I think that what’s coming out of the editorial process is a good novel. I think it works. Come June 1st I am confident that what readers will get when they purchase The Stars My Redemption will be a professional, well-written and well-edited book that they will enjoy. I have now come to realise that writing the book is only half the work. The other half comes in editing it to a polished, high standard.
We’re getting there with The Stars My Redemption. I learned a lot writing it. A hell of a lot. And you know what, having been knee deep in this book for weeks now, I am really enjoying it. I know I’ve got a good book on my hands. I’m confident about it.
I know that if readers have as much fun with the book as I have had working on it, then I’m doing all right.
The Apocalypse could bring about horrors that we can’t accept now. It might make current problems worse or bring new ones, but the threat of side effects will be there either way. Who’s to say one of them wouldn’t be a new virus that makes people insane and sends them out looking for blood?
Did you know that there is currently a disease that has many of the symptoms as a Zombie? Called Nodding Disease, it’s scary to think the walking dead plague may have already arrived. Does that mean we are now living in the start of the Apocalypse? It would certainly explain why the CDC has an online page telling people what to do in the event of a Zombie-outbreak.
Zombies are only things of myth, legend, and the imagination, right? They exist in stories…but what if there was already a chemical that transformed people into raving lunatics with only violence in their minds? There is. Now imagine that chemical released on a Warhead, in a major city, during the Apocalypse. Within a year, the new rage disease would spread across the planet, consuming everything.
But what if it also mutated?
In my series, a nuclear war releases chemicals from foreign and US bombs and these toxins mutate current diseases into more lethal forms. One of those, I call Rage Walkers disease. It is the newest virus to challenge mankind’s stronghold on the earth.
“Seven very gifted survivors are destined to rebuild their country after a nuclear apocalypse…If they can stay alive long enough to find each other. Impossible to put down.” – The Review Blog
“What causes their eyes to do that? Do you have a theory?”
Luke sat his mug down so she wouldn’t see the way his hand shook. “None I care to share.”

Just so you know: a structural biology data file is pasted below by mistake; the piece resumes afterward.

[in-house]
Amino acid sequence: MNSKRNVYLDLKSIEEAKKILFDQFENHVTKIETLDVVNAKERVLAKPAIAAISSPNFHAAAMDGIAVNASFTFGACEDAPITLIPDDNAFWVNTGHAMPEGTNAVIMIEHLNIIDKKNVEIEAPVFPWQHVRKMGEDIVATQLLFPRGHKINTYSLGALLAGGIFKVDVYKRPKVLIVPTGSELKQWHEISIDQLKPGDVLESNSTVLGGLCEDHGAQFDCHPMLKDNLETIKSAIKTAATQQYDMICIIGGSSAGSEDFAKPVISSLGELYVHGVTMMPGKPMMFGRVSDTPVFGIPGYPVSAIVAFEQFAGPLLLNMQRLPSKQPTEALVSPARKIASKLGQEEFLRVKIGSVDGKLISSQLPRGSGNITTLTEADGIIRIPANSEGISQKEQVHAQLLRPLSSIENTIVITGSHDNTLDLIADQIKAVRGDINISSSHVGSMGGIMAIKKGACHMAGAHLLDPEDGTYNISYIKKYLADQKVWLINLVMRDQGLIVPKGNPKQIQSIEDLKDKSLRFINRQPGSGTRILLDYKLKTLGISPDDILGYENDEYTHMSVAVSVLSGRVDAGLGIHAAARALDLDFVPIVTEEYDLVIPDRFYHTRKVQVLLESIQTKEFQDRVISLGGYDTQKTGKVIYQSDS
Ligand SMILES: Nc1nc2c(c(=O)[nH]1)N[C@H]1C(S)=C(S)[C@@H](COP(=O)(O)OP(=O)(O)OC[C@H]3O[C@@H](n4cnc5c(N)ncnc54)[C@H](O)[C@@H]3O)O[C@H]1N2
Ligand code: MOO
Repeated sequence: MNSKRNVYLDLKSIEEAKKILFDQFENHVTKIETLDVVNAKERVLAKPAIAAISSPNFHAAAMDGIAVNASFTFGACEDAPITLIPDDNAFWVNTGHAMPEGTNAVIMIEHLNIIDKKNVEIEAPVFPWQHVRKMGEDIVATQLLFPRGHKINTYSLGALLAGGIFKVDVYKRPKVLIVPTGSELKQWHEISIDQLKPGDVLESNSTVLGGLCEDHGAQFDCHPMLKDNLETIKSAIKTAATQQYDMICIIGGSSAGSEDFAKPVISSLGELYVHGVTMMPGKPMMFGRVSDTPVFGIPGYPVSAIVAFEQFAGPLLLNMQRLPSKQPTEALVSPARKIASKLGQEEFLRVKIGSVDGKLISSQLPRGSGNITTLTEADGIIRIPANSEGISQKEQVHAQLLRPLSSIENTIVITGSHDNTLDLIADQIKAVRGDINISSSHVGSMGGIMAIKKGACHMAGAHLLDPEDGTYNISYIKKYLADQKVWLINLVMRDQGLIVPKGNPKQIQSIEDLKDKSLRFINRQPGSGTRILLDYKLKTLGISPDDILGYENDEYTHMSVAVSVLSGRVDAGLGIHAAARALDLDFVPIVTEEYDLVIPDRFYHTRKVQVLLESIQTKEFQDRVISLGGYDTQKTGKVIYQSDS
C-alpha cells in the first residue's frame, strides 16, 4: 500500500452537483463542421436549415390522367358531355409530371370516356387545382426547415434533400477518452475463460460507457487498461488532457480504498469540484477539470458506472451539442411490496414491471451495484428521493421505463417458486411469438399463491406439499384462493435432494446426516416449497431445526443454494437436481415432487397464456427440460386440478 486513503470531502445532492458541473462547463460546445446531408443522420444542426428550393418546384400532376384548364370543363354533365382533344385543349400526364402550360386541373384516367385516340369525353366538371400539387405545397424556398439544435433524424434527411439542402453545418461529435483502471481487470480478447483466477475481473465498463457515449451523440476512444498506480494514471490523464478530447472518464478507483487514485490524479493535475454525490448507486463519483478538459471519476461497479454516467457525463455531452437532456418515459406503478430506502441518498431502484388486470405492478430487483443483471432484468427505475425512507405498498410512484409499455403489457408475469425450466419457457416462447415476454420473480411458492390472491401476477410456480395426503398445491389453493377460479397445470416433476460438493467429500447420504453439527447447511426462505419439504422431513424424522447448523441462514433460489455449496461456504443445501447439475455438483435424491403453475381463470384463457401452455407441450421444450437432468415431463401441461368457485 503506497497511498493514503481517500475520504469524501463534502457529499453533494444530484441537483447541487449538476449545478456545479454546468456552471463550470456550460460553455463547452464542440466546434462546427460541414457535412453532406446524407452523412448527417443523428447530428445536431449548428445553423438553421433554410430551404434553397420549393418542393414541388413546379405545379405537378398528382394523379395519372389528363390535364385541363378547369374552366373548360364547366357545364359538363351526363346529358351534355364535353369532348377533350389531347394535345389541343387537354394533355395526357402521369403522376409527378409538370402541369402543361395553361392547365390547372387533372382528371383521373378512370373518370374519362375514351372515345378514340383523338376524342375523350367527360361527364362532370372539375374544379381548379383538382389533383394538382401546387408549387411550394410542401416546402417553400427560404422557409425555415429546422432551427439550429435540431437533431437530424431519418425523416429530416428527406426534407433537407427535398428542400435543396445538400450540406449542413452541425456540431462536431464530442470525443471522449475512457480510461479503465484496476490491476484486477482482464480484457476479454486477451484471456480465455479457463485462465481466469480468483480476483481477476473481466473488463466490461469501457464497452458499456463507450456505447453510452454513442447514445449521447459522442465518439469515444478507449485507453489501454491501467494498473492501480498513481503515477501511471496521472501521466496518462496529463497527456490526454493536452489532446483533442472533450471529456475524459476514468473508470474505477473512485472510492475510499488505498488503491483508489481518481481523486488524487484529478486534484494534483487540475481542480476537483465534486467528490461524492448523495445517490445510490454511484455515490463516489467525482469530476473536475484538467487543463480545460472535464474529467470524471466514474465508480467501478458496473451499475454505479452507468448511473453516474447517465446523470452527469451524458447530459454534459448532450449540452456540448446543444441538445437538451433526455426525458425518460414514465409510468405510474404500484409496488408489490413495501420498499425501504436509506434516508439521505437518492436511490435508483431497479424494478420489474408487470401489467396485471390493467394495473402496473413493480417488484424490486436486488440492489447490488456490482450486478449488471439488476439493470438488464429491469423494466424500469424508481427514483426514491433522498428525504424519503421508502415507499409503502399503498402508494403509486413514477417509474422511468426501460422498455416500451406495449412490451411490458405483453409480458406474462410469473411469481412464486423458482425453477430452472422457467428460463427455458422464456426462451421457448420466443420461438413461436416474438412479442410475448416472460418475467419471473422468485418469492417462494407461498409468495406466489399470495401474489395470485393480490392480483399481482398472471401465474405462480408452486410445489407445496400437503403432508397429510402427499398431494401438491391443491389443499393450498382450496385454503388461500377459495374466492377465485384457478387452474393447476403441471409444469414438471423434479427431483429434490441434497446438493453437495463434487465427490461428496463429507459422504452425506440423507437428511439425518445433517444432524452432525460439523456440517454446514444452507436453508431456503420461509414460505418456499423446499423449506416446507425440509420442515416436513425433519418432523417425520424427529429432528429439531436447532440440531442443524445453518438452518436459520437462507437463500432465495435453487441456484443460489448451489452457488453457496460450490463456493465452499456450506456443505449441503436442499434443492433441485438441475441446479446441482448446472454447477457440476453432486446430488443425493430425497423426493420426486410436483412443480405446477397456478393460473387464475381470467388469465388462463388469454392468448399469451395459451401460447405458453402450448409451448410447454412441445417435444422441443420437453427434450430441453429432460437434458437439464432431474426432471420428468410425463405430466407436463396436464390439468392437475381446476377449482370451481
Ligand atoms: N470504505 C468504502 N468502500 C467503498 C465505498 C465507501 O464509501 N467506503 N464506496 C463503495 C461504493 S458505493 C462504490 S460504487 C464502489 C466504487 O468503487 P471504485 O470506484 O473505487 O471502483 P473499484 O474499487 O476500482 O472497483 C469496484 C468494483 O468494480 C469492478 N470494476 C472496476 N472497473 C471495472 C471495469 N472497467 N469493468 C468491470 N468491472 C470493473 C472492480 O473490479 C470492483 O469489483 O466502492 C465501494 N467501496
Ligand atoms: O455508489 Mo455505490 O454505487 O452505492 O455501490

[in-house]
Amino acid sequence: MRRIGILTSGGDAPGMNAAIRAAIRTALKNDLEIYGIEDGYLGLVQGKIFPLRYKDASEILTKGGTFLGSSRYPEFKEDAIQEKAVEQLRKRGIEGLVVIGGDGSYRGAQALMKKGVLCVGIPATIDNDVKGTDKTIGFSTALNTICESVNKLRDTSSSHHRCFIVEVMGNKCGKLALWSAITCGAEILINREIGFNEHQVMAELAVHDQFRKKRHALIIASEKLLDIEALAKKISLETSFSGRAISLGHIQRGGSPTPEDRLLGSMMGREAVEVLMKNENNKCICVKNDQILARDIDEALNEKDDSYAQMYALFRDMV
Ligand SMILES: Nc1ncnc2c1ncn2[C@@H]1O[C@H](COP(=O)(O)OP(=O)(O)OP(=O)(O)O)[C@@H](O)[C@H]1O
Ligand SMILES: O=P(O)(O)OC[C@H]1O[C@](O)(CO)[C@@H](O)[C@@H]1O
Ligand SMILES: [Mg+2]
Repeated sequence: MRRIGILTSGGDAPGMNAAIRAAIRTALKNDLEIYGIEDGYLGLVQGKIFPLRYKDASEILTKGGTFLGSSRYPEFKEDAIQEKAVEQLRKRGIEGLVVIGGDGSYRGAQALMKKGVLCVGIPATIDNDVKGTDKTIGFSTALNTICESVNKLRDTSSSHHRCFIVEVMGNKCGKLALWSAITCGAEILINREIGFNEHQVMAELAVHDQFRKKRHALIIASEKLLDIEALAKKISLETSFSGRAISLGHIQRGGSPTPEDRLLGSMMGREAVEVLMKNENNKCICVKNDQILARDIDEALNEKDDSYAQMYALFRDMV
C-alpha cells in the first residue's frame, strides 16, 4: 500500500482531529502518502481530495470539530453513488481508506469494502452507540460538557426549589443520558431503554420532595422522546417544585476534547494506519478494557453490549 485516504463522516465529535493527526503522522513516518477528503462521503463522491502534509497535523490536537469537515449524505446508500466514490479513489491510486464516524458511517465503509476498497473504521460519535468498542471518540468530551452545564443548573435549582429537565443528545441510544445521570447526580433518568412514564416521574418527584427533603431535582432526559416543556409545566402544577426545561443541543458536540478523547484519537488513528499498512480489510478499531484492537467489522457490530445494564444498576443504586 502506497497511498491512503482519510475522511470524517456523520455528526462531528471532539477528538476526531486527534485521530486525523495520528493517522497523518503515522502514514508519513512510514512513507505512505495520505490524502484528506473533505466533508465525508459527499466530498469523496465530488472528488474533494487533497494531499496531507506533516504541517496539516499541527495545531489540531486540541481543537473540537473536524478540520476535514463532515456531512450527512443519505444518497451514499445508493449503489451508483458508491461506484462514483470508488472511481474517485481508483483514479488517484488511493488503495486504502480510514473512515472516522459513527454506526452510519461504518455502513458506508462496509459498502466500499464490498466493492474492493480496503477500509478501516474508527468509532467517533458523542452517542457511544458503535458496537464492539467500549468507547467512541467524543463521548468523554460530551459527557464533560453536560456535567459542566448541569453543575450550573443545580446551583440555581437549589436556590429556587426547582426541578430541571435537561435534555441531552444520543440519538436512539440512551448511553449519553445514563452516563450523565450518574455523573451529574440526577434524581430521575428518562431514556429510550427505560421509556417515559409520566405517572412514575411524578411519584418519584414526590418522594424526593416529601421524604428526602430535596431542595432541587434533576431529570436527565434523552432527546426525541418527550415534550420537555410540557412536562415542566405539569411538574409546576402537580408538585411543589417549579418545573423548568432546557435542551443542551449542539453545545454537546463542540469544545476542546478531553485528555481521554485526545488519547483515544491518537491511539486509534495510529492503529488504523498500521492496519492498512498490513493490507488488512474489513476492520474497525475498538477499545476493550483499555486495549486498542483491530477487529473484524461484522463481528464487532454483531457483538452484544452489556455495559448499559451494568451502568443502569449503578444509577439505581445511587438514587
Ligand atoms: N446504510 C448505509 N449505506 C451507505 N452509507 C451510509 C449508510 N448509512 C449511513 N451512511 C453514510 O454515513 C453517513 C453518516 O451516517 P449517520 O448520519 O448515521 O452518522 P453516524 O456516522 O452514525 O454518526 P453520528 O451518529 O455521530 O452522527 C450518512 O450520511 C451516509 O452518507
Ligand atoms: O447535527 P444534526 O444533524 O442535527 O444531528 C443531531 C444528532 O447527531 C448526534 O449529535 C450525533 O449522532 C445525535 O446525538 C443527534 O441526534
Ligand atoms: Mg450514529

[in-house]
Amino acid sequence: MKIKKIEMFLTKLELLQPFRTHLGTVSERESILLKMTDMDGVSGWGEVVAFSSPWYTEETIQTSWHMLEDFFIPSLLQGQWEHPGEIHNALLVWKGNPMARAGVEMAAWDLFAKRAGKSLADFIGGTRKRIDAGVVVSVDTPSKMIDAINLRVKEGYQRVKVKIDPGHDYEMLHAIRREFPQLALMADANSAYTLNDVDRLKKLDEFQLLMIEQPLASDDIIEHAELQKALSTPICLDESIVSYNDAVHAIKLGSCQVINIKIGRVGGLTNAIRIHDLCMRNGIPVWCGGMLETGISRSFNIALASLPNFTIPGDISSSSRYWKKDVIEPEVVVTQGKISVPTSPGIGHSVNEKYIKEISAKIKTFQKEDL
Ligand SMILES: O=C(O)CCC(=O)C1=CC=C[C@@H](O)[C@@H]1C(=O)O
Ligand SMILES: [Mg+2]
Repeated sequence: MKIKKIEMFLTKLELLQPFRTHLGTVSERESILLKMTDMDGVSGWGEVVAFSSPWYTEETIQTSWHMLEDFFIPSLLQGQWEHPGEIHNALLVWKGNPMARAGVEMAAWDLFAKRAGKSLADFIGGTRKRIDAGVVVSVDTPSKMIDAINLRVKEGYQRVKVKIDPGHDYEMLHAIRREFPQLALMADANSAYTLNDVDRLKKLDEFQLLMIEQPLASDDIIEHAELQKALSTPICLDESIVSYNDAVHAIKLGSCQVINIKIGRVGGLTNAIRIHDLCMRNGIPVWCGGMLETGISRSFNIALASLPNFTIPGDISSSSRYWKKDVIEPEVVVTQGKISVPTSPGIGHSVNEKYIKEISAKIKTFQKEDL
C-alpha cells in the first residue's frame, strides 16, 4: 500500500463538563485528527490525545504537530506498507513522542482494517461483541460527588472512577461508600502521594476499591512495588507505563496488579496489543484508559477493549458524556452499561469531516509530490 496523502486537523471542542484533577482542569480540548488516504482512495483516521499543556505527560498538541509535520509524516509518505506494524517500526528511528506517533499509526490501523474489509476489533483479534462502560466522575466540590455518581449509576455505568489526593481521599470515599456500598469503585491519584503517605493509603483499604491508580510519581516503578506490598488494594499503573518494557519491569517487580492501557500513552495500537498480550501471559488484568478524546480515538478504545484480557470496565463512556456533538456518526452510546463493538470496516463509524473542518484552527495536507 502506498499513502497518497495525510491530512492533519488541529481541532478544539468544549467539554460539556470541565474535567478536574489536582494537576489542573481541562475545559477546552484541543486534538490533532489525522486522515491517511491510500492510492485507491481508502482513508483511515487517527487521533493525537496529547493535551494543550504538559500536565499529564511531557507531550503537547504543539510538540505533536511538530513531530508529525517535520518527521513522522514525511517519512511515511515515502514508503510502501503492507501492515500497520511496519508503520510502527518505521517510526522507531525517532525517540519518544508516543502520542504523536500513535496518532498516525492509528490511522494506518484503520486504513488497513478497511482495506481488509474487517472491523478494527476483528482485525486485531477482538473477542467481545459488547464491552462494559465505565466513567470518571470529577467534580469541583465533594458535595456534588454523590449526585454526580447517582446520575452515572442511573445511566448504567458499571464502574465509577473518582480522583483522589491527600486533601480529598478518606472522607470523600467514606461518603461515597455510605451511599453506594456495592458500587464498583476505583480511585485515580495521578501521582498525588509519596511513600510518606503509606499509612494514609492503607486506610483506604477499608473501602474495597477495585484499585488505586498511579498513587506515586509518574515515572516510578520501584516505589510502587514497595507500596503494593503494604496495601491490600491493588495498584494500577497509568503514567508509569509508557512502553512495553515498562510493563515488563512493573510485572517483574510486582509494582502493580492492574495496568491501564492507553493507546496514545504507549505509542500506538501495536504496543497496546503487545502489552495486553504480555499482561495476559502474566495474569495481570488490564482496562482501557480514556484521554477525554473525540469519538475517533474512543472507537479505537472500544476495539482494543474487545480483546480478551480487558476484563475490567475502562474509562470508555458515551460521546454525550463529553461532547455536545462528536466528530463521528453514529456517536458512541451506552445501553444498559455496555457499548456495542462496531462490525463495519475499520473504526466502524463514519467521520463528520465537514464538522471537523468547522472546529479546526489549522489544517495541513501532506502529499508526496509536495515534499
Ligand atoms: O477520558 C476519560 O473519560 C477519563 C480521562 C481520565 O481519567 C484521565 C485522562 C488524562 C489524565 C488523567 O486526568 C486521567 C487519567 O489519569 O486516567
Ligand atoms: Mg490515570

“I have ideas of my own, you know.”
Luke grinned. “Are they naughty? We’ve got a few hours to kill.”
Kendle didn’t return the joke, too worried to be distracted so easily.
“I think it’s something from the War.”
That had Luke’s mind taking notes. He hadn’t thought of that. “Like a side effect?”
She was thumbing through one of the old magazines he’d dug out for her. “Chemical Warfare.”
“Our nukes didn’t have that shit.”
“But if there was a world war, not just our weapons were fired, right?”
LJ saw her point and found himself almost able to see where she was going. “If it were a gas, it could affect optic nerves, too…”
“Yes. I think parts of this island are contaminated with something that has side effects that include dementia, rages, and changes in appearance, like a mutation almost. Did you see the twitching the Mayor was doing when we first met him by the creek? Some type of chemical nerve agent is what I think.”
Full of realistic and fantasy situations, the Life After War series is a combination of more than 7 genres, so there’s a good chance of everyone liking it and learning a few things about survival at the same time. You can get a free copy at the link below, of the first book in the series. It’s free for all of this year to celebrate the possible end of the world on 12/21/2012.
Adrian’s Eagles: Three months after the War of 2012, Safe Haven refugee camp has made it to South Dakota and now holds six of the seven special survivors meant to lead the rebuilding of their country -but it can’t be done until they find a safe place to settle… and who can think of peace when there’s a huge camp of foreign invaders less than a day behind their group and they only want one thing? Safe Haven and everyone inside the light.